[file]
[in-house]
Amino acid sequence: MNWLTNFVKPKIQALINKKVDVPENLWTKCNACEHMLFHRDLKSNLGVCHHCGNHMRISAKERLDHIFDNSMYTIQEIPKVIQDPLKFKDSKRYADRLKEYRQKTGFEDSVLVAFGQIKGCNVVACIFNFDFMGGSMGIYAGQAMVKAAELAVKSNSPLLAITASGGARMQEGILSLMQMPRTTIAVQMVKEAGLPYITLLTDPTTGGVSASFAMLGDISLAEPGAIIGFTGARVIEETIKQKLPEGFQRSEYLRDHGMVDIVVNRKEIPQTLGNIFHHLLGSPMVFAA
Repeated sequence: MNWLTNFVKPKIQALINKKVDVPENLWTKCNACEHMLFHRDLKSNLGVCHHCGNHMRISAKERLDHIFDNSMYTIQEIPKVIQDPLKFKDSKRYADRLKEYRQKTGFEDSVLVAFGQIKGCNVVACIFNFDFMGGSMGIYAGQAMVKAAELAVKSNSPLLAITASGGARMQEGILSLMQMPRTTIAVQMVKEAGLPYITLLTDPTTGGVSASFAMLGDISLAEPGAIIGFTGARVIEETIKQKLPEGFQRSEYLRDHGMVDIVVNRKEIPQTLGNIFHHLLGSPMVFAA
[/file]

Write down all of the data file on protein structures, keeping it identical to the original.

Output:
[in-house]
Amino acid sequence: MNWLTNFVKPKIQALINKKVDVPENLWTKCNACEHMLFHRDLKSNLGVCHHCGNHMRISAKERLDHIFDNSMYTIQEIPKVIQDPLKFKDSKRYADRLKEYRQKTGFEDSVLVAFGQIKGCNVVACIFNFDFMGGSMGIYAGQAMVKAAELAVKSNSPLLAITASGGARMQEGILSLMQMPRTTIAVQMVKEAGLPYITLLTDPTTGGVSASFAMLGDISLAEPGAIIGFTGARVIEETIKQKLPEGFQRSEYLRDHGMVDIVVNRKEIPQTLGNIFHHLLGSPMVFAA
Repeated sequence: MNWLTNFVKPKIQALINKKVDVPENLWTKCNACEHMLFHRDLKSNLGVCHHCGNHMRISAKERLDHIFDNSMYTIQEIPKVIQDPLKFKDSKRYADRLKEYRQKTGFEDSVLVAFGQIKGCNVVACIFNFDFMGGSMGIYAGQAMVKAAELAVKSNSPLLAITASGGARMQEGILSLMQMPRTTIAVQMVKEAGLPYITLLTDPTTGGVSASFAMLGDISLAEPGAIIGFTGARVIEETIKQKLPEGFQRSEYLRDHGMVDIVVNRKEIPQTLGNIFHHLLGSPMVFAA